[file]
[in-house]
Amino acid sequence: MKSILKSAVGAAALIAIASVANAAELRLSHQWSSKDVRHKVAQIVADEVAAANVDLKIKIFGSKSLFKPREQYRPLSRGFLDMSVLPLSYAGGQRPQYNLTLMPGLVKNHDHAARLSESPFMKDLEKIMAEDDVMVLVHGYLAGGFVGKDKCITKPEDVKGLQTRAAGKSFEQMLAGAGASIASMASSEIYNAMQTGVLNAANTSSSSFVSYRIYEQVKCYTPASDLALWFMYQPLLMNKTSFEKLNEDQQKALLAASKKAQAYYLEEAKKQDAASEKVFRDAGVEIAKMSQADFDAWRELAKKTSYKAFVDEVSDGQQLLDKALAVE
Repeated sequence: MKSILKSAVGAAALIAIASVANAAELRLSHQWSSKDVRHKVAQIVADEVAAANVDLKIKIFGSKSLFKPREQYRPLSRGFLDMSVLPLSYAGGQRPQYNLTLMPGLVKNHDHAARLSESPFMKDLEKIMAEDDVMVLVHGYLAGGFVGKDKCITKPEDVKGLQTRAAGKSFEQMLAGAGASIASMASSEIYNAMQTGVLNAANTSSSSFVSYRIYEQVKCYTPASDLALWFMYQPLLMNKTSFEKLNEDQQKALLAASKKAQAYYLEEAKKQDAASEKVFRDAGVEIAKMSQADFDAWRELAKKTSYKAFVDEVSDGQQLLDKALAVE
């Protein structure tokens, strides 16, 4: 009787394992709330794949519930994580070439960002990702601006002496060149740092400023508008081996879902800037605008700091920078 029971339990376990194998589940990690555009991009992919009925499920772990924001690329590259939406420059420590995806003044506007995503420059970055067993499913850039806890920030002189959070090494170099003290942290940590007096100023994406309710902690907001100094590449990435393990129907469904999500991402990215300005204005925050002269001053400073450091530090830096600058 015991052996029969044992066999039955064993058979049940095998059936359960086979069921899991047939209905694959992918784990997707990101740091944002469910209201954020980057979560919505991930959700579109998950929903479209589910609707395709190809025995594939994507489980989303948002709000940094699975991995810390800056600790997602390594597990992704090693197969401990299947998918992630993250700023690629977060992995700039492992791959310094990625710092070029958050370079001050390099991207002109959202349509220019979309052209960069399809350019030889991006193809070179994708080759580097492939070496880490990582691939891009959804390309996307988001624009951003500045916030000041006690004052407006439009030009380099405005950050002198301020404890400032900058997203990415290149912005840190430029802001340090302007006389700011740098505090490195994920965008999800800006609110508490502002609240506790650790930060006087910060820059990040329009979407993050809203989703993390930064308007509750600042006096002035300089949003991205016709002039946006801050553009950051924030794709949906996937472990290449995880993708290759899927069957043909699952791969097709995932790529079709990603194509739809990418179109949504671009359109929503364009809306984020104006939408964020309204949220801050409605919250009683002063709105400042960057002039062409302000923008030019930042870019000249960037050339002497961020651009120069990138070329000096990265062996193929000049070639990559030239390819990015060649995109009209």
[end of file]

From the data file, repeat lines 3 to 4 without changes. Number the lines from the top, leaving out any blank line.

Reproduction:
Repeated sequence: MKSILKSAVGAAALIAIASVANAAELRLSHQWSSKDVRHKVAQIVADEVAAANVDLKIKIFGSKSLFKPREQYRPLSRGFLDMSVLPLSYAGGQRPQYNLTLMPGLVKNHDHAARLSESPFMKDLEKIMAEDDVMVLVHGYLAGGFVGKDKCITKPEDVKGLQTRAAGKSFEQMLAGAGASIASMASSEIYNAMQTGVLNAANTSSSSFVSYRIYEQVKCYTPASDLALWFMYQPLLMNKTSFEKLNEDQQKALLAASKKAQAYYLEEAKKQDAASEKVFRDAGVEIAKMSQADFDAWRELAKKTSYKAFVDEVSDGQQLLDKALAVE
């Protein structure tokens, strides 16, 4: 009787394992709330794949519930994580070439960002990702601006002496060149740092400023508008081996879902800037605008700091920078 029971339990376990194998589940990690555009991009992919009925499920772990924001690329590259939406420059420590995806003044506007995503420059970055067993499913850039806890920030002189959070090494170099003290942290940590007096100023994406309710902690907001100094590449990435393990129907469904999500991402990215300005204005925050002269001053400073450091530090830096600058 015991052996029969044992066999039955064993058979049940095998059936359960086979069921899991047939209905694959992918784990997707990101740091944002469910209201954020980057979560919505991930959700579109998950929903479209589910609707395709190809025995594939994507489980989303948002709000940094699975991995810390800056600790997602390594597990992704090693197969401990299947998918992630993250700023690629977060992995700039492992791959310094990625710092070029958050370079001050390099991207002109959202349509220019979309052209960069399809350019030889991006193809070179994708080759580097492939070496880490990582691939891009959804390309996307988001624009951003500045916030000041006690004052407006439009030009380099405005950050002198301020404890400032900058997203990415290149912005840190430029802001340090302007006389700011740098505090490195994920965008999800800006609110508490502002609240506790650790930060006087910060820059990040329009979407993050809203989703993390930064308007509750600042006096002035300089949003991205016709002039946006801050553009950051924030794709949906996937472990290449995880993708290759899927069957043909699952791969097709995932790529079709990603194509739809990418179109949504671009359109929503364009809306984020104006939408964020309204949220801050409605919250009683002063709105400042960057002039062409302000923008030019930042870019000249960037050339002497961020651009120069990138070329000096990265062996193929000049070639990559030239390819990015060649995109009209």